Posts Tagged ‘children’s’

Buying and Storing Ahead

Friday, April 15th, 2016

storing and buying aheadMuch to my kiddos’ dismay at times, they have to be clothed (at least when leaving the house). Every parent knows how expensive this gets … parents of girls I think get hit twice as hard here.

A good baby or kid sale can be a landmine. It can also be a waste of time and money if you don’t hit your child’s projected sizes right. The best sales are usually clearing out the current season’s merchandise, and unless you are lucky enough to live somewhere that’s 72 and sunny all year (ahem, San Diego residents, we’re all jealously looking at you), guessing what size your kid will be when that season hits again can be a little difficult.

Once your child is wearing 12 month sizes or larger, it gets a lot easier to guesstimate your child’s growth rate. They are no longer growing quite so fast, and the sizes start covering a lot more ages. A couple tips for buying for seasons ahead though: first, with outerwear, I always size up. I usually buy winter and rain coats for my kids about two sizes larger than I think they will wear, as they are an easy thing to wear when they’re a little big, and babies and toddlers in particular aren’t very hard on outerwear (that comes later) so it should last. I do the same with pajamas as well.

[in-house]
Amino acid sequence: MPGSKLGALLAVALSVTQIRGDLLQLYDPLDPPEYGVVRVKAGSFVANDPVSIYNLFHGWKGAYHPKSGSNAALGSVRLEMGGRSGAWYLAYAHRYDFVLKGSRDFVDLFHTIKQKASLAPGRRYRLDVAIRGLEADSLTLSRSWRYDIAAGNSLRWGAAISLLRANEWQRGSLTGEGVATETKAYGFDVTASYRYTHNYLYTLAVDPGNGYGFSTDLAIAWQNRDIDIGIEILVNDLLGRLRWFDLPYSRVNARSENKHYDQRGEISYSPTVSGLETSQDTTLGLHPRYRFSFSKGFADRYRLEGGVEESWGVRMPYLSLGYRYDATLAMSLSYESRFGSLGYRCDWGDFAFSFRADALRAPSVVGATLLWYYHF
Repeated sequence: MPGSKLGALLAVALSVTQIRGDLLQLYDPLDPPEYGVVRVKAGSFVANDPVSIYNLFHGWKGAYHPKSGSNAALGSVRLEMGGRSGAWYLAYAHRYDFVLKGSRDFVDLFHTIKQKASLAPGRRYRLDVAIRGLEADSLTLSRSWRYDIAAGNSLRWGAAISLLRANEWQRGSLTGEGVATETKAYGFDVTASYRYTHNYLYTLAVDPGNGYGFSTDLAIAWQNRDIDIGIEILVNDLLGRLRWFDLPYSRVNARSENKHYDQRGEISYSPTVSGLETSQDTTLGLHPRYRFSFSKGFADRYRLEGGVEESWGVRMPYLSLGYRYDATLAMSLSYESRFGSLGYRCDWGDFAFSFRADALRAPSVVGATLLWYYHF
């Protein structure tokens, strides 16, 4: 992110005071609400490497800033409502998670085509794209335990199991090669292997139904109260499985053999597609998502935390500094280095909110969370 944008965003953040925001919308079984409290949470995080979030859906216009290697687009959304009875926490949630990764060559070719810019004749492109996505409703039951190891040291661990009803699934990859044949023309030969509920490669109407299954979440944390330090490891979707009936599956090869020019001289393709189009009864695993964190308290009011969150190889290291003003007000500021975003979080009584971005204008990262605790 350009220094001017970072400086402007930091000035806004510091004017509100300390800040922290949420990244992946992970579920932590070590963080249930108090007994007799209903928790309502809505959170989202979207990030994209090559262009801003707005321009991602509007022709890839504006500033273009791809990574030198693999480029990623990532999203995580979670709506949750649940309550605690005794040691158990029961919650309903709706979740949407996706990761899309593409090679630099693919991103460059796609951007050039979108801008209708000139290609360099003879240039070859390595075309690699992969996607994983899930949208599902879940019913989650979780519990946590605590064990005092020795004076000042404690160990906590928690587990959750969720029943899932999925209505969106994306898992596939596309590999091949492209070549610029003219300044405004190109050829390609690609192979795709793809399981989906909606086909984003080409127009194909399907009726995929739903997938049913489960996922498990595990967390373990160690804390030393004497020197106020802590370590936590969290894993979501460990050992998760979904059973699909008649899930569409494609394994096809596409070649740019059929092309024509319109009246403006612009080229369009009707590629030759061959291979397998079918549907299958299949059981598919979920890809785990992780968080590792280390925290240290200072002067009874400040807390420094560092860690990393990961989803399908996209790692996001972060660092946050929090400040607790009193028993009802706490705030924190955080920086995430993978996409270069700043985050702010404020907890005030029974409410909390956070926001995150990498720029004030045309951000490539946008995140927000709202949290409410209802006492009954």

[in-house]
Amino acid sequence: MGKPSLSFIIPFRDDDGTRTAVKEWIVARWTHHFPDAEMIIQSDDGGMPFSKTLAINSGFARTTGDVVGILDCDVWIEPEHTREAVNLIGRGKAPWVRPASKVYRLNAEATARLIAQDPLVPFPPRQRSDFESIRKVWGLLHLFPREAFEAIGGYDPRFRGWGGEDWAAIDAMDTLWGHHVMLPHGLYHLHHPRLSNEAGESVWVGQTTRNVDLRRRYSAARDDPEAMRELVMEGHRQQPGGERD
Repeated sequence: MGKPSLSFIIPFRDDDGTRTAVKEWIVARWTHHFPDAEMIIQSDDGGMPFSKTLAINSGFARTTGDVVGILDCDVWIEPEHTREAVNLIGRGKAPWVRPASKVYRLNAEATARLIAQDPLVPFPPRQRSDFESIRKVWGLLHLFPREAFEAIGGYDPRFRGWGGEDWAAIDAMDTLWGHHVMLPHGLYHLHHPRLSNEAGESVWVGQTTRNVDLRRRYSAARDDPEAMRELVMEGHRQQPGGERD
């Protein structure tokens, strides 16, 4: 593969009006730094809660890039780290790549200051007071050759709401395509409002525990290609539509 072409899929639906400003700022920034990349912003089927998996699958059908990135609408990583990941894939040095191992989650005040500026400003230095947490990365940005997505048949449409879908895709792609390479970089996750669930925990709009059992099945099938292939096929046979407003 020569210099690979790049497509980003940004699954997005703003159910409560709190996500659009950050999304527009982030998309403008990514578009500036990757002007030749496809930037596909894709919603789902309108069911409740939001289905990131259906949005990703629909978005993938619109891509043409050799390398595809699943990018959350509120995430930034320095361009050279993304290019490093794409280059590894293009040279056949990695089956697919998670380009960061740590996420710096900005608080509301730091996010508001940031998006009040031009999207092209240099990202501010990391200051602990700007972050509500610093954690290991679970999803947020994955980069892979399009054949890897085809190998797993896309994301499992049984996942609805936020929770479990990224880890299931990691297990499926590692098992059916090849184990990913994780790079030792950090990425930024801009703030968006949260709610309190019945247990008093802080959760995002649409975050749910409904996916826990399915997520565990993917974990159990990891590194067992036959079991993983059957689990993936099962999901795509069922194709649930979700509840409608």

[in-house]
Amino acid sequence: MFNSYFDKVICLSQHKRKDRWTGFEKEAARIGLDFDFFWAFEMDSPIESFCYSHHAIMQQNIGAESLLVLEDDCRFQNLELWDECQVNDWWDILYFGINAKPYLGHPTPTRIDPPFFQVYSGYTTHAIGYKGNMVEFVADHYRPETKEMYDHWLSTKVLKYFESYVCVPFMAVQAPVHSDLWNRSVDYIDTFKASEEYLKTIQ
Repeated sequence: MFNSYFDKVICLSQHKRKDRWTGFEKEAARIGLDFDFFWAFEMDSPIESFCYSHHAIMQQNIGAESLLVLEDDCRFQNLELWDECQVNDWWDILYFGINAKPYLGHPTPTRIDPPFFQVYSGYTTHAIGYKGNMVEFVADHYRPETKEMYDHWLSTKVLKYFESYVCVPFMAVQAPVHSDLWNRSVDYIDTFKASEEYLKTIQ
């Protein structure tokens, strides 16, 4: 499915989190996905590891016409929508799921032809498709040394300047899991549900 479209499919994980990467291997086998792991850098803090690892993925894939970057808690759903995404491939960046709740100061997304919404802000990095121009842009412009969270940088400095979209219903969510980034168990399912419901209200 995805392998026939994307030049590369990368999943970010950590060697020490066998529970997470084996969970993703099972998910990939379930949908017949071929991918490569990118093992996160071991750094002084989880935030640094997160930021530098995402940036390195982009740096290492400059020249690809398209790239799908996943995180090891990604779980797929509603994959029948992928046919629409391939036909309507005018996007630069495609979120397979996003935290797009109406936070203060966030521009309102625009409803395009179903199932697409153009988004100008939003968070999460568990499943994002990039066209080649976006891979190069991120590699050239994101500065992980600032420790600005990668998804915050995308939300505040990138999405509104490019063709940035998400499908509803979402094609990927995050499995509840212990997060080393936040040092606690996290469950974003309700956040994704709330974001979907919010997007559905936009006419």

Second, don’t go crazy just because your local Gymbo has a bin of shirts marked down to $1.99. Overbuying is one of the harder things to figure out when buying ahead. In case you anticipate sizes wrong, even at $1.99 buying twenty t-shirts that only get worn for a month is probably not the best deal around.

Overbuying and under-buying are both very easy to do as well if you don’t have the larger clothing organized. Buying things here and there as you see them on sale is great, until it comes time to use those clothes and you realize your child has 17 pairs of shorts, two pairs of underwear, and a sweater to wear. Likewise, without the clothing organized, it’s easy to misplace items that get grown out of before they are ever worn. If you have closet space, you can buy or make tags dividing up the clothes between sizes. If you are using boxes or drawers, be sure to clearly label each one. You may also want to consider keeping a list of what you need and what you have purchased in what sizes. This is easy to store in a smartphone and helps you buy just what you need.

Personally, I have always lived in places with seasons so I almost never buy any seasonal shoes ahead. Feet size growth has never been something I can project. Everyday shoes like athletic shoes I’ll pick up, but sandals and boots are a no for me.

Finally, all of this (particularly the organization part) applies to hand-me-downs as well. Keeping things well organized by size helps prevent things from getting forgotten. With hand-me-downs, you also should be using a critical eye on the clothing you save for later. If something is stained or torn or extremely faded, chances are you won’t be reaching for it once your next child is wearing that size. Better to get rid of it now and save the storage space for items that will be worn.